Tuesday, November 21, 2006

Velvet Rage

I picked up this book that Heidi was reading as research for her current work-in-progress. It's called The Velvet Rage: Overcoming the Pain of Growing Up Gay in a Straight Man's World. And while I realize that I was not the target audience of the book - being a married, straight male - I feel that many straight men could benefit from reading this book. Because while a lot of the issues the author discusses and addresses in the book are specific to gay men, there are lessons to be learned for all men in reading what is said quite eloquently here.

The author argues that much of how a gay man acts in society is a product of years of "toxic shame." Shame that comes from being different from other boys, from having an emotionally distant father, from the fear that everyone was about to find out their deep, dark secret. And after that, they spend years hiding from that shame, overcompensating in the work place, in the bedroom and wherever else they can. Only by coming to terms with that shame and facing it head on is there hope for closure and healing. And while I'm fully aware that this is a gross oversimplification or what is almost certainly a more complicated issue, I think it's a pretty good distilling down of what gay men must go through in our society.

But I think, speaking as a straight man, I learned a lot about myself from the book as well. Not having ever been what anyone can call a "typical guy," there's an element of shame that comes from that. While I think things are changing now, the worst possible thing you could ever be when I was a teenager was gay, or thought to be gay. Heaven help you if you weren't athletic and didn't fit the predetermined mold that defined being male in American society because it immediately put your sexuality into question. If you were shy and didn't date a lot of girls (like me), well, the reason must be because you didn't like girls. And society, at that time, taught teenage boys that in many ways, you were better off dead than gay.

I think this is a terrible reflection of our society. And I think it's one of the reasons I'm so supportive of gay causes. So many things in my experience growing up taught me that being thought to be gay was equivalent to you might as well be gay. For the longest time, it bothered me immensely whenever anyone looked at me and saw the copious amounts of Madonna in my CD collection (or Cher or Kylie or Dolly or *insert gay musical icon here*.) I looked for the littlest innuendo - be it in the tone of their voice or body language or whatever. It was incredibly threatening to me - so much so that I even felt that way after I was married and a father. That's how much that kind of adolescent experience affected me. And while I wasn't gay, I carried that "toxic shame" with me as well - figuring that there must be something fundamentally wrong with me as well - never able to relate to other men in the predefined way. So it wasn't surprising when I read this book and a lot of it seemed to strike a chord. And I know that there are other men out there that have had similar experiences.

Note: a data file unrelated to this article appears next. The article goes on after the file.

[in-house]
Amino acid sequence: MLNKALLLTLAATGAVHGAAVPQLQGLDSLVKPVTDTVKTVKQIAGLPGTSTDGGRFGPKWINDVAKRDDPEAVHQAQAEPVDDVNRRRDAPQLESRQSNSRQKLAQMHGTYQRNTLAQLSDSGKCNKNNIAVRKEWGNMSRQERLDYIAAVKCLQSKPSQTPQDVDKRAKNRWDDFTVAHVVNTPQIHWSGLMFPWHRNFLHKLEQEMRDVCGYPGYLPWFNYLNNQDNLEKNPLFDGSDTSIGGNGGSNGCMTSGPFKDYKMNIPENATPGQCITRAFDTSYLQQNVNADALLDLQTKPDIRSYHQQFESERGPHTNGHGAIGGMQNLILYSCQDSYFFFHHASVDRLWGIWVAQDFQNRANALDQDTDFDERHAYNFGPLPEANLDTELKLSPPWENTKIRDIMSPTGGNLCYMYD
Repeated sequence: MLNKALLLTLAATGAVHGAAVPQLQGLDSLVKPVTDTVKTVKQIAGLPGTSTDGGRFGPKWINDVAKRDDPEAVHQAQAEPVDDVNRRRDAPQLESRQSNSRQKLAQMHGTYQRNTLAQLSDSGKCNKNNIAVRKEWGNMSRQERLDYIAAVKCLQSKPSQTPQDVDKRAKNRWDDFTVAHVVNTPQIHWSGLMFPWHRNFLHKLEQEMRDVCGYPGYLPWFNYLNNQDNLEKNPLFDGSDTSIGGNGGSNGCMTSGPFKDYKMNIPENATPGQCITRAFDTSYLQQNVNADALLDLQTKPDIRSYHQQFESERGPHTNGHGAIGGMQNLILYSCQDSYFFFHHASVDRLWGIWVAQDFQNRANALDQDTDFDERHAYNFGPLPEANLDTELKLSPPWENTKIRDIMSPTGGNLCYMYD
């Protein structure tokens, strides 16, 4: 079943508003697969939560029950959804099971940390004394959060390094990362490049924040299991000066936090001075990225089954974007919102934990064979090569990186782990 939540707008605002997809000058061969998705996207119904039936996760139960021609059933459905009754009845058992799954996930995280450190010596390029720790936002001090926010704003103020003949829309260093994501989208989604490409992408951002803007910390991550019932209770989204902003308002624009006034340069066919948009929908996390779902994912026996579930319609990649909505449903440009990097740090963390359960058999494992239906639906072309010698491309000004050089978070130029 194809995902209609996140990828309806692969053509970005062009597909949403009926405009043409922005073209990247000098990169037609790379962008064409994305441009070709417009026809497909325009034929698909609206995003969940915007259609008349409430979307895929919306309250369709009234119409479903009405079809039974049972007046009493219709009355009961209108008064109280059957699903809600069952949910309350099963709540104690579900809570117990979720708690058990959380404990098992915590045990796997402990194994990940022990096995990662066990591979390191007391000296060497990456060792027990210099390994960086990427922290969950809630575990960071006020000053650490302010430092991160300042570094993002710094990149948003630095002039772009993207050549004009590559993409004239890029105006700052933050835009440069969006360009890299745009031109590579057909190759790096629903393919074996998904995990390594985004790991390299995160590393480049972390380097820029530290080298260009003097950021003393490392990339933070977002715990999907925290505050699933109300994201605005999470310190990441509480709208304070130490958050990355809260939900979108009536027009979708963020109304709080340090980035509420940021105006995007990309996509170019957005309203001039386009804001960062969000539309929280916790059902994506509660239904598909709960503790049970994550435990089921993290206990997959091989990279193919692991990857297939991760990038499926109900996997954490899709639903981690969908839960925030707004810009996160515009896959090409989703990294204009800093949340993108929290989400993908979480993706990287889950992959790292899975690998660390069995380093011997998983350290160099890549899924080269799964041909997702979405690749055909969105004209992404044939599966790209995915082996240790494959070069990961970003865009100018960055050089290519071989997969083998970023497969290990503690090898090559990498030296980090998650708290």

Anymore, I don't rightly give a shit what people think and if they question my sexuality based on the type of music I listen to or the amount of professional sports I don't watch or play, I mostly think it's hilarious because I know what I am. And I'm so much happier, so much more comfortable in my own skin than I have ever been before. Part of that is the result of the path that I had to travel to get to this point, but mostly, it's just been about accepting myself part and parcel. It's also been about having wonderful friends that accept me completely and utterly, flaws and all. I am who I am, I am my own special creation.

What I would love to see in the world is a broader definition of masculinity - something that I think is difficult to achieve in what is a pretty conservative America. Just because I'd rather spend the afternoon watching Madonna videos than the football game makes me no less of a man than those watching the football game. The ones who can do both are the ones that are really cool - because not even I can do that!

1 comment:

Heidi Cullinan said...

One of the things that has struck me during all the reading I've done on this subject over the years is how there is no man who can live up to the standard society sets for men, and if one comes close, it must be hell trying to maintain that position. It makes me suspect that most men, no matter how traditionally or "acceptably" masculine, are always staring at an unattainable pinnacle and probably hiding a huge portion of their true selves.

Which sucks, really.